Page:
Voice/Vision Holocaust Survivor Oral History Archive

Miriam Monczyk-Laczkowska Ferber - December 7, 1999


Let me ask you a couple questions about this. The long way it was to come from Sosnowiec in an apartment where there was no plumbing to New York or Detroit from saying catechism to reading Talmud. Did you ever just sit and think about what this has meant for your, for your life, for your mind?

You see, I could really sit in the corner, indulge myself every minute of the day and feel uh, the feeling. Sometimes I do, but not for, for too long. I feel that um, even though I did not go through any physical abuse and, uh. By the trauma of separating and the trauma of going from one extreme to another left a tremendous mark on me. Because I still live double life. I have--I mean, in my head I know who I am and I love who I am. But in my heart, I do have identity crisis. Not in terms of religion, but when I go to Poland, I am one of them.


It's not that I need to pretend to be one of them, I'm one of them. And I can sit today at the Christmas um, dinner and sing all the um, you know, songs, the, the carols, you know. And I can um, Christmas carols, the Silent Night and the other ones and I can feel very much at home. And I can have a Chanukah night and I feel very proud and Jewish and I love to, to do that, you know.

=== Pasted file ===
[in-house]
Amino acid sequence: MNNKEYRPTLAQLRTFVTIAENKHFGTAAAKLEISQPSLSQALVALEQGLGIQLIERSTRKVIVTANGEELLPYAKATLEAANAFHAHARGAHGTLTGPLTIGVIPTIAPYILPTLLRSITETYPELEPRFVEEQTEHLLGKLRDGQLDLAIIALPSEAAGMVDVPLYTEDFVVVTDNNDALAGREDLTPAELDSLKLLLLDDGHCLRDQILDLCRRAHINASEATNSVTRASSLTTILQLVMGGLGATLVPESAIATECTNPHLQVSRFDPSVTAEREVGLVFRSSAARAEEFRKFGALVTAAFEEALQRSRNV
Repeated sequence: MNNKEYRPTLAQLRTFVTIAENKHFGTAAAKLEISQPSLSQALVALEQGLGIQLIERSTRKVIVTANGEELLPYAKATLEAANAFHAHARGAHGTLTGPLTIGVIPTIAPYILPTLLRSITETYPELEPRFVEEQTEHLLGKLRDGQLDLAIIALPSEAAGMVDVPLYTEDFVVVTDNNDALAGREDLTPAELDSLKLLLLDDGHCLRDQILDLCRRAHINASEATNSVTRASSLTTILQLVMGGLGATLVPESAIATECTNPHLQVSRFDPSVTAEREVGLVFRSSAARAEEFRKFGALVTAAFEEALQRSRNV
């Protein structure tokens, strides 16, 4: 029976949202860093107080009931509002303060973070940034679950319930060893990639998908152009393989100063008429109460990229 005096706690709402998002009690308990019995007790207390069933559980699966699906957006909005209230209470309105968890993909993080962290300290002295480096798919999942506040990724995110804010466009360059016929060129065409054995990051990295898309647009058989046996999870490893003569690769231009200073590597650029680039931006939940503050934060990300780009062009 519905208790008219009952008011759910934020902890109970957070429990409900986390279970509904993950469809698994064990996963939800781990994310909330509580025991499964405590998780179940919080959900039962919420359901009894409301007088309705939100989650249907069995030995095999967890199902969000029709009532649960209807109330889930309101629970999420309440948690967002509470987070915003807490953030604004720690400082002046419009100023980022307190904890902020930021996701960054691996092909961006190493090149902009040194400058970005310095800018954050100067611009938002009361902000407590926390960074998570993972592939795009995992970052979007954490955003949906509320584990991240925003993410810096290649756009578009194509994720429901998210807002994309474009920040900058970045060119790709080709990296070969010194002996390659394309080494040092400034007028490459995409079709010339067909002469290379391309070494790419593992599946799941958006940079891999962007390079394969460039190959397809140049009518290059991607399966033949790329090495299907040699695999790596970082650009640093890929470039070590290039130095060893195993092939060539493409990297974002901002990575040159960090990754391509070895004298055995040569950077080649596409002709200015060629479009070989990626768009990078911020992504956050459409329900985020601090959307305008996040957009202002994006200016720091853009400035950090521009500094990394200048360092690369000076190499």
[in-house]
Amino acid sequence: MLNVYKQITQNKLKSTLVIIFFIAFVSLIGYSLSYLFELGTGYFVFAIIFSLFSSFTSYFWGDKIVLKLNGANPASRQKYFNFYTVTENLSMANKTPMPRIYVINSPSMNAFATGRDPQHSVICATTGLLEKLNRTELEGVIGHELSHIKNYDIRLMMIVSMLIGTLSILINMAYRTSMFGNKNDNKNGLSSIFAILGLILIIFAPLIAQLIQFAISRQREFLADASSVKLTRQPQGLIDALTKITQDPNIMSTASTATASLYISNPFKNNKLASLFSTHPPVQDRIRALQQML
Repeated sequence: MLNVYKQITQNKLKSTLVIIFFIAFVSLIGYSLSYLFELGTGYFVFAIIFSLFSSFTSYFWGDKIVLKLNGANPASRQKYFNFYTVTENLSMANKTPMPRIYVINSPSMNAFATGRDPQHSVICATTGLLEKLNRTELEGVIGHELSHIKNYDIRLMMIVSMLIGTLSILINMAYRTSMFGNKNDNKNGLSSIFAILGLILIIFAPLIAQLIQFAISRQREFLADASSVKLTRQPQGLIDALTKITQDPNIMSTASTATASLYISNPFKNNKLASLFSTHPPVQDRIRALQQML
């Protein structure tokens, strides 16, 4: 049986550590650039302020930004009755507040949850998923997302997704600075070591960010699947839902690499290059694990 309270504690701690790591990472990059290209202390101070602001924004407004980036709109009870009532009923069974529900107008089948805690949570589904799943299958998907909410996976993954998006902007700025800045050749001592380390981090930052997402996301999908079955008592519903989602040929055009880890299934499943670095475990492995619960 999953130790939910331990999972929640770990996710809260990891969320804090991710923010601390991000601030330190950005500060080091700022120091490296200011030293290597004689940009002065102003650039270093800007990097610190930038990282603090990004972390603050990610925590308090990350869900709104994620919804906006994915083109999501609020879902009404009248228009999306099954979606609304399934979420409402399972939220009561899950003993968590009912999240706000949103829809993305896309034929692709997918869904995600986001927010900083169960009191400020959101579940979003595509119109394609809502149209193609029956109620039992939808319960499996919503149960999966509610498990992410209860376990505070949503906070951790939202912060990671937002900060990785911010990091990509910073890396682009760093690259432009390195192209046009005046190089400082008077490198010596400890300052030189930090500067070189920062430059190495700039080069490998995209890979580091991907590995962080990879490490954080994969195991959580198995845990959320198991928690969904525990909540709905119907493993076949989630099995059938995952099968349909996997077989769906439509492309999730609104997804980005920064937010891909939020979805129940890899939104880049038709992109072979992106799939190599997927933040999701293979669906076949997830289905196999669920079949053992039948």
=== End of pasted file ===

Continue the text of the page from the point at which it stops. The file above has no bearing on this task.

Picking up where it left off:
Do your children know this whole story?

They do, they do and they don't. They don't, you know. First of all, I have a tape from Poland that I interviewed everyone. So uh, not my mother, she was dead already, but, uh. And my sister also died early. But um, I do have it on tape and one day they will uh, you know, listen to it. It's very hard to tell the children everything that uh, that happened to me because they will not comprehend. And I think with everything that happened to me, it, it made me much more compassionate and, and loving and caring and uh, smothering probably. You know, I smother my kids so much because of um, what I went through. But, um.

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